An Israeli takes pictures with his mobile phone as a missile launched from the Gaza Strip is intercepted by an Israeli defense system on 10 July. (photo: CNS/Atef Safadi, EPA)
11 July 2014
A student attends a computer class at the Near East Council of Churches vocational center in Gaza City. To learn more about how Christian institutions help to sustain a beleaguered population, read Behind the Blockade, from the March 2012 issue of ONE. (photo: Eman Mohammed)
10 July 2014
Tags: Refugees Gaza Strip/West Bank Education Health Care Women (rights/issues)
A child holds a bowl of soup inside the Khazer camp on the outskirts of Irbil, Iraq, on 29 June. Thousands of Iraqi Christian and Muslim families remain trapped in the deadly crossfire. A simple donation, whatever you can give, will allow CNEWA to help scores of nuns, priests and lay workers care for these displaced innocents — Christian and non-Christian alike. Click the following links to make a generous donation to Iraq’s Christians and their neighbors, or to support CNEWA’s work worldwide. (photo: CNS/Stringer, Reuters)
9 July 2014
Tags: Iraq Iraqi Christians War Iraqi Refugees Relief
A Iraqi man looks into the nursery in Al Hayat, a 27-bed mother and child facility in Baghdad operated by the Dominican Sisters of St. Catherine of Siena. To learn more about ways CNEWA has assisted Iraqi institutions like this hospital, read After the Storm, from the May-June 2003 issue of our magazine. To support this institution, click the image! (photo: Sherrlyn Borkgren)
8 July 2014
Tags: Iraq Children Sisters Health Care Nursing
A shepherd walks his flock out to graze in Deir Mimas village, in Lebanon. To read more about life in this region, read Rebuilding Southern Lebanon, from the November 2005 issue of ONE. (photo: Armineh Johannes)
7 July 2014
Tags: Lebanon Village life Farming/Agriculture
Bat-El Shmueli, an Ethiopian woman who has lived in Israel for more than two decades, works closely with the new Ethiopian community as a supervisor of the organization Ethiopian National Project in Haifa. Ms. Shmueli strives to build bridges between the Israeli and Ethiopian culture. She lives with her husband, a famous Israeli Sepahardic artist, in Ein Hod with their two children and her niece, who was orphaned in Ethiopia. To learn more about Ethiopian Jews in Israel, read Challenges for a Land of Immigrants, in the November 2008 issue of ONE. (photo: Ilene Perlman)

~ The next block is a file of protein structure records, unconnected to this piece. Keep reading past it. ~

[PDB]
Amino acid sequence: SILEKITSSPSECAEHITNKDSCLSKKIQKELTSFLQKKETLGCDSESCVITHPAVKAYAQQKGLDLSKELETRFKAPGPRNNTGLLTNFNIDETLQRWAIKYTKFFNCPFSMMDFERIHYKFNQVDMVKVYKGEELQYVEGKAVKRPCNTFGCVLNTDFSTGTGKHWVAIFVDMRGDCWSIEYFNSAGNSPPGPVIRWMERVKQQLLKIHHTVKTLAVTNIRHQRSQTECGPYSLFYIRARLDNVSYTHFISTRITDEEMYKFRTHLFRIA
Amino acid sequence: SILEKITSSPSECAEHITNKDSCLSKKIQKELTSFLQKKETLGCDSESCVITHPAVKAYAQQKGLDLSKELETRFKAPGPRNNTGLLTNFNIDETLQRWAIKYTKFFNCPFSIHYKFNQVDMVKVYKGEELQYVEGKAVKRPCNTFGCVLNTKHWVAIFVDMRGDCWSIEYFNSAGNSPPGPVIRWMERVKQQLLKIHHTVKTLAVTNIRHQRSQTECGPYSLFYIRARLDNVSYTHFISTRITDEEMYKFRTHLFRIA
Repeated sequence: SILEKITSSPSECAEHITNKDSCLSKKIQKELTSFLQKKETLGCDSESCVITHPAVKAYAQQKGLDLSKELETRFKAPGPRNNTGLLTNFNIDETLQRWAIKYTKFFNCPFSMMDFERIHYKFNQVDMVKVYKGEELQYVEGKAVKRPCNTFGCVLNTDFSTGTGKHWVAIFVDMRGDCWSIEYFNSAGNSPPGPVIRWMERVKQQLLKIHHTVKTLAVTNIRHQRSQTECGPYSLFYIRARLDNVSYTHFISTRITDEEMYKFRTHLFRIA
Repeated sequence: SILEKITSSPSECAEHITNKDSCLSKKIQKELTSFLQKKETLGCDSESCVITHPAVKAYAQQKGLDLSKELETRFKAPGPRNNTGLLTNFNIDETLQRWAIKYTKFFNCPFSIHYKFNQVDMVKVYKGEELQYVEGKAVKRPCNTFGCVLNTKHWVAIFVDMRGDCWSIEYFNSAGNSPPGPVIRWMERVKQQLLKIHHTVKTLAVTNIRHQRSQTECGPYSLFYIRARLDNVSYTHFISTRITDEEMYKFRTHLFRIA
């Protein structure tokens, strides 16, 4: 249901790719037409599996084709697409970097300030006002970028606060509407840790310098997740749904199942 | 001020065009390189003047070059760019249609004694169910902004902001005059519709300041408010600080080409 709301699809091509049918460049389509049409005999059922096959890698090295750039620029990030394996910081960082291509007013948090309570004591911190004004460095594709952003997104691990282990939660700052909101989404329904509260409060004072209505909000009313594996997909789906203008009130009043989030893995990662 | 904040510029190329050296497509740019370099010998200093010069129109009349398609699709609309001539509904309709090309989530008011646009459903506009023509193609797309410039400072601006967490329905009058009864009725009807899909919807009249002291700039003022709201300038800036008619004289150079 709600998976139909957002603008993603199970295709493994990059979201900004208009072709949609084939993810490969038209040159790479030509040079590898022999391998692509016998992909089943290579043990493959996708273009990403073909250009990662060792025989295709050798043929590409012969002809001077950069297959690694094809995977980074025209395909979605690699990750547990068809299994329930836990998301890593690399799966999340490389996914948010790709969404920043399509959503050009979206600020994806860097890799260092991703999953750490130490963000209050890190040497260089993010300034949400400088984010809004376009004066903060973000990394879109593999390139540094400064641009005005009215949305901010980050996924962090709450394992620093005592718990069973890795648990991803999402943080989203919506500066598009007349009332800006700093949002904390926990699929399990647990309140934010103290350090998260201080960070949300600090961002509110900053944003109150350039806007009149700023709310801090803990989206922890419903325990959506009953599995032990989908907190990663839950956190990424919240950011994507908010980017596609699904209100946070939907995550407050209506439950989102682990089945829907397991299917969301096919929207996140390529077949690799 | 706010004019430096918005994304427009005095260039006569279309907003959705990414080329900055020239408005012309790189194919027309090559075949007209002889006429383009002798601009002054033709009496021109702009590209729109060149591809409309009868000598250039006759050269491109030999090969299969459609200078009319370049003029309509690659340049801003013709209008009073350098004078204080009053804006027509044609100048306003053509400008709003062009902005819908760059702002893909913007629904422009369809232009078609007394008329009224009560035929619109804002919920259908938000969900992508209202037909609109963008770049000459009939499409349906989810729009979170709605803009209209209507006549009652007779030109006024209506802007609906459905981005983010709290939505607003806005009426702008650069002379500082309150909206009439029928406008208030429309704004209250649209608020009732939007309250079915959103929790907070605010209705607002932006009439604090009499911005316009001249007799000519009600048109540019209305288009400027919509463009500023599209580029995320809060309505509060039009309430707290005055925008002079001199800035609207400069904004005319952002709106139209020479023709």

3 July 2014
Tags: Israel Immigration Multiculturalism Ethiopian Jews
Before moving to Jifna, a village in the West Bank 14 miles north of Jerusalem, the Rev. Firas Aridah was a pastor in the village of Aboud for six years. Over 1,600 acres of Aboud’s land were confiscated by the Israeli occupation for construction of two illegal settlements and a stretch of Israel’s separation wall. You can read more about forming priests in a land of conflict in the March 2011 issue of ONE. To learn more about Father Aridah, watch this video from our 2009 special feature on the priests of the regions CNEWA serves. (photo: Rich Wiles)
2 July 2014
Tags: Middle East Holy Land Israeli-Palestinian conflict Holy Land Christians Priests
Sister Najma chats with a patient visiting the clinic for a routine checkup at the Mother of Mercy Clinic in Zerqa, Jordan. The clinic is administered by the Dominican Sisters of St. Catherine of Siena, an order of Iraqi nuns. Recently, ISIS extremists kidnapped two Iraqi Sisters of the Congregation of the Daughters of Mary Immaculate — Sister Atur and Sister Miskinta — along with three of the young charges of their foster home in Mosul. Please keep them in your prayers. To find out how you can help Iraq’s religious sisters, click here. (photo: Nader Daoud)
Tags: Iraq Children Violence against Christians Sisters Health Care